[From the Dublin Penny Journal, Vol. 1, No. 17, October 20, 1832]
Some years ago it was not suspected, nor is it yet generally believed, that the char is an inhabitant of most of the mountain lakes of Ireland. Dr. Smith was the first to notice its existence in two of the small lakes in the Cummeragh mountains, in the county of Waterford, one of which we have given a view of in our present number. He describes the char of these lakes as about two feet long, the male grey, and the female yellow-bellied; and the flesh, he adds, is as red and curdy as a salmon, and eats more delicious than any trout. Notwithstanding this account of Dr. Smith, the great traveller and naturalist, Pennant, did not believe in its existence in Ireland, a circumstance the more extraordinary, considering that he made a tour, as he says, in "that hospitable kingdom, and travelled from Dublin to Ballycastle, the Giant's Causeway, Coleraine, the extremity of the county of Donegal, Londonderry, Strabane, Enniskillen, Galway, Limerick, the Lakes of Killarney, Kinsale, Cork, Cashel, Waterford, Kilkenny, and Dublin." But the mystery of his ignorance is explained by himself. "Such," he states, "was the conviviality of the country, that my journey proved as maigre, as my entertainment was gras, so it never was a dish fit to be offered to the public."
The char was next stated to he found in one of the lakes of Donegal - Lough Esk - by Mr. Wilson, the author of the Irish Post-Chaise Companion. He describes it as a most delicate fish, and generally about nine inches long. He adds, that they are not to be caught by bait, but feeding in deep water, are only taken in nets.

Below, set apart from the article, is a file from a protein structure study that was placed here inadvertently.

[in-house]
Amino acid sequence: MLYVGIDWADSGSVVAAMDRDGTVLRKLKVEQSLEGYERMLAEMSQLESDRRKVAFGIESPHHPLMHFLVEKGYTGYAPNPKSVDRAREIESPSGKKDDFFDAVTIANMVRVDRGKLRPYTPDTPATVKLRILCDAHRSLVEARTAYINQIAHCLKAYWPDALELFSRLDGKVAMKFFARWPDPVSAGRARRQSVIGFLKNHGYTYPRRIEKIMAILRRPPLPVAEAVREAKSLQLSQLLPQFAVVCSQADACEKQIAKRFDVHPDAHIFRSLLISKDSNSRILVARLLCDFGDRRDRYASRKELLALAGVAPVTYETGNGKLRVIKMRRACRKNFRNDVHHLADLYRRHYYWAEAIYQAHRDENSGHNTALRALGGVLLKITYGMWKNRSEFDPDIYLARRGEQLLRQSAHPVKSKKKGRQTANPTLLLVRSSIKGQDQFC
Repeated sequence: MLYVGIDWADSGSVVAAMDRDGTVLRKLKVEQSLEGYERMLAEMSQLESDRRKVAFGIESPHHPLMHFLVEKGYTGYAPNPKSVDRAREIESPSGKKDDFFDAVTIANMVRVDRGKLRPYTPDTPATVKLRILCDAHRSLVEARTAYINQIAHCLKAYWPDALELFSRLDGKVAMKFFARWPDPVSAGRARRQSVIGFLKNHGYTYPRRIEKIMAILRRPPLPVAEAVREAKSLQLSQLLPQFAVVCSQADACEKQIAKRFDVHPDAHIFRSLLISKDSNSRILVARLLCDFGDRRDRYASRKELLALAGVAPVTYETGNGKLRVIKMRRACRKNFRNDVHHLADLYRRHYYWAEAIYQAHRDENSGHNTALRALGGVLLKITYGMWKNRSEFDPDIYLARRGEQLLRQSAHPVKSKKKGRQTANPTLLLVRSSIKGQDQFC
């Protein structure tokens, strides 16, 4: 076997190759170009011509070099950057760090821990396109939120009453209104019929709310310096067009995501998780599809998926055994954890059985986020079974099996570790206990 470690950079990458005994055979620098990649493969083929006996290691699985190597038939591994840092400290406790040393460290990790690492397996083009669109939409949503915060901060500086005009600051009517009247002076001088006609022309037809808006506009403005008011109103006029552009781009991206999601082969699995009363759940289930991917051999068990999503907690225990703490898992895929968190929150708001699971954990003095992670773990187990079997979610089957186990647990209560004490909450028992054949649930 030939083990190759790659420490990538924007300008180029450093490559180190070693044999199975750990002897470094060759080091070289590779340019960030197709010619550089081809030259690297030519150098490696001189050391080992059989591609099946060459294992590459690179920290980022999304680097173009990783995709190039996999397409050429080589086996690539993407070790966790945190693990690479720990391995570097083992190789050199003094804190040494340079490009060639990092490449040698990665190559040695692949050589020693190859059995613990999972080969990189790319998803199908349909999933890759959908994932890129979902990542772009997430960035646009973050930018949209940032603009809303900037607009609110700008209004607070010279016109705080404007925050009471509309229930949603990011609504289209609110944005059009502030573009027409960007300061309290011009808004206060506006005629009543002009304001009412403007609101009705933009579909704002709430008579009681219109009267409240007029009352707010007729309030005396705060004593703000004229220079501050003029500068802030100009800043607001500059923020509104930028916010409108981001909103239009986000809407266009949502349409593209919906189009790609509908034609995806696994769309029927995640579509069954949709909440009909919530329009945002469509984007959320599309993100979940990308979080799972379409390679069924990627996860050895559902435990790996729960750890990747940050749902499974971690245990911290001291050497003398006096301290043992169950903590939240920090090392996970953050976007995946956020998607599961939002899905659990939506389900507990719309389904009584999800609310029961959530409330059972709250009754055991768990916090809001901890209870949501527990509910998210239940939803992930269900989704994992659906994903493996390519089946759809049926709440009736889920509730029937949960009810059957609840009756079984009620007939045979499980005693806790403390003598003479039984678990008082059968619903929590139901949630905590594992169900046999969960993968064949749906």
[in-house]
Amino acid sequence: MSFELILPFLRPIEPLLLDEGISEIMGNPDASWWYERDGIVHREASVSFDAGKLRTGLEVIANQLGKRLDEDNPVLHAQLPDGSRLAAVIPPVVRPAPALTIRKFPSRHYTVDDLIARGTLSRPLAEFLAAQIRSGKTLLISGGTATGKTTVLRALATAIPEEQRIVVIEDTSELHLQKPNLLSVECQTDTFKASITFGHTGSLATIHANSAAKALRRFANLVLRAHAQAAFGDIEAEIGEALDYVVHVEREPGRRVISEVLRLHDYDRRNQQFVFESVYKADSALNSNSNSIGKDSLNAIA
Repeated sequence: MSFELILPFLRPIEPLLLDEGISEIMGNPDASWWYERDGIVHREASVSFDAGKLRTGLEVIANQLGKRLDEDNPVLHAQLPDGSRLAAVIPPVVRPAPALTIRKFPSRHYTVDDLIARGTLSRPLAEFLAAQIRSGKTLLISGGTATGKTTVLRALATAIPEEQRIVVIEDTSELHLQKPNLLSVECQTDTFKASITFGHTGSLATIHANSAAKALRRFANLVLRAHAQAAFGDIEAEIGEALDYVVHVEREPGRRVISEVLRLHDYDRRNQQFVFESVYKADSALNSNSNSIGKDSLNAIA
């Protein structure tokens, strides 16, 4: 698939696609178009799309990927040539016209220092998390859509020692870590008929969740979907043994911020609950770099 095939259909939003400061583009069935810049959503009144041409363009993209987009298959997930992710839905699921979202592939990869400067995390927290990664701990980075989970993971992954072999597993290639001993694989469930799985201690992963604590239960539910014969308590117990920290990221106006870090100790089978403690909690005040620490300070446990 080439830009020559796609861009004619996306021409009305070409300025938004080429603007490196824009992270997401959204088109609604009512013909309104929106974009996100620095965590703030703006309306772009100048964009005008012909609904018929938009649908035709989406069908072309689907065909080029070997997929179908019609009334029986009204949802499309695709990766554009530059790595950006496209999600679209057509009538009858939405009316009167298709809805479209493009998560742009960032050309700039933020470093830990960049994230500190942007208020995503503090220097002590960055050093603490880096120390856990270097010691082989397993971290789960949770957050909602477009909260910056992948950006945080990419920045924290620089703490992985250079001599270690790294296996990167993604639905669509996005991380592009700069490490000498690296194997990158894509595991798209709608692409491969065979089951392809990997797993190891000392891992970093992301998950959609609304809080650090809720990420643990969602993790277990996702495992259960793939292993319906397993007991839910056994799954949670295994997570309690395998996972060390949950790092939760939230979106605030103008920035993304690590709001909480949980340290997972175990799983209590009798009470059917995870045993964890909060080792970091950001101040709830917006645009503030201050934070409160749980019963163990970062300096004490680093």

Their existence in Ireland was at length put beyond dispute by the celebrated naturalist, the late Mr. Templeton, of Belfast, who, in an able article addressed to the author of the Antrim Survey, established the facts of their being found in Lough Egish, in Fermanagh, and Lough Neagh, and of their identity with the char of Windermere and Wales. Of the examples which fell under his observation, he gives the following account: -
"They are generally about twelve inches long, though I have seen one of fifteen.
The nostrils double.
Teeth in the jaws, roof of the mouth, and on the tongue.
Back, dusky brown; sides, pale reddish brown, with small spots of bright bay; bellies white, with a tinge of reddish.
First dorsal fin 11 rayed.
Second very small.
Pectoral 11 rayed. The first complete ray of each strong
Ventral and anal 8. and white."
The char was next noticed as existing in Lough Dan, one of the Wicklow lakes, by Wright, in his Guide to that County; but he states that their existence in any of the other lakes of that county, is not known. The fact, however, is well known to sportsmen of their being found in Luggelaw and the lakes of Glandalough, in which, however, their greatest size does not exceed seven inches.
Both Pennant, Wilson, and Templeton, erred in supposing that the char could only be taken by nets, in consequence of the deep water which they inhabit. They are sometimes taken in shallow water, and both with fly and minnow, in the county of Wicklow, and latterly at Coniston-Water, in Cumberland, -
Char, with View of Lough Dan.
a mode introduced there from Ireland by an Irish gentleman: the fly should be small and of a gaudy colour.
"The char," says Sir Humphrey Davy, "is always in its colour a very brilliant fish, but in different countries there are many varieties in the tint." Those of the Wicklow lakes are of a bluish black on the back, and on the belly, silvery, with a slight tinge of red - the pectoral fins of a decided red.
It is a curious and interesting fact that, the char of Lough Dan have been found during this summer in great quantities on the surface of the lake, dead or dying.